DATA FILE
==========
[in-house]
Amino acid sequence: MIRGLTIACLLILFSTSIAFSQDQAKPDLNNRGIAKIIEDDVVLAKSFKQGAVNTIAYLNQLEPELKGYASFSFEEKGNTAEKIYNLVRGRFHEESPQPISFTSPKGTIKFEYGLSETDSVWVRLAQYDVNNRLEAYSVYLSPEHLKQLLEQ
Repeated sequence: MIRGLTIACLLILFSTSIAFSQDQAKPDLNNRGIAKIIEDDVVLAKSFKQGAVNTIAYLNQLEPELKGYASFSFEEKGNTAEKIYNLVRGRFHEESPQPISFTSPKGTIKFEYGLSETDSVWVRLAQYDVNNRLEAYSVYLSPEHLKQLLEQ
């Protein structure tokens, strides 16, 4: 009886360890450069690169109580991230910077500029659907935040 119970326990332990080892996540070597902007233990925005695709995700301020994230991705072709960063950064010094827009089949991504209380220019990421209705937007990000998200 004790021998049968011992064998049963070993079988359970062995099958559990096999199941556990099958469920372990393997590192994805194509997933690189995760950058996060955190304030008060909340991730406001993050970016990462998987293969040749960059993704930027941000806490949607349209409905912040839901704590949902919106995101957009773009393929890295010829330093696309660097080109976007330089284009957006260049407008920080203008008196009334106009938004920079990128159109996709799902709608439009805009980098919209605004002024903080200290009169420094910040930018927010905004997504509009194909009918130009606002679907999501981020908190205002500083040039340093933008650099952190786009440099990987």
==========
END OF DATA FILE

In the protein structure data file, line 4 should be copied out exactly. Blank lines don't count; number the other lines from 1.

């Protein structure tokens, strides 16, 4: 009886360890450069690169109580991230910077500029659907935040 119970326990332990080892996540070597902007233990925005695709995700301020994230991705072709960063950064010094827009089949991504209380220019990421209705937007990000998200 004790021998049968011992064998049963070993079988359970062995099958559990096999199941556990099958469920372990393997590192994805194509997933690189995760950058996060955190304030008060909340991730406001993050970016990462998987293969040749960059993704930027941000806490949607349209409905912040839901704590949902919106995101957009773009393929890295010829330093696309660097080109976007330089284009957006260049407008920080203008008196009334106009938004920079990128159109996709799902709608439009805009980098919209605004002024903080200290009169420094910040930018927010905004997504509009194909009918130009606002679907999501981020908190205002500083040039340093933008650099952190786009440099990987």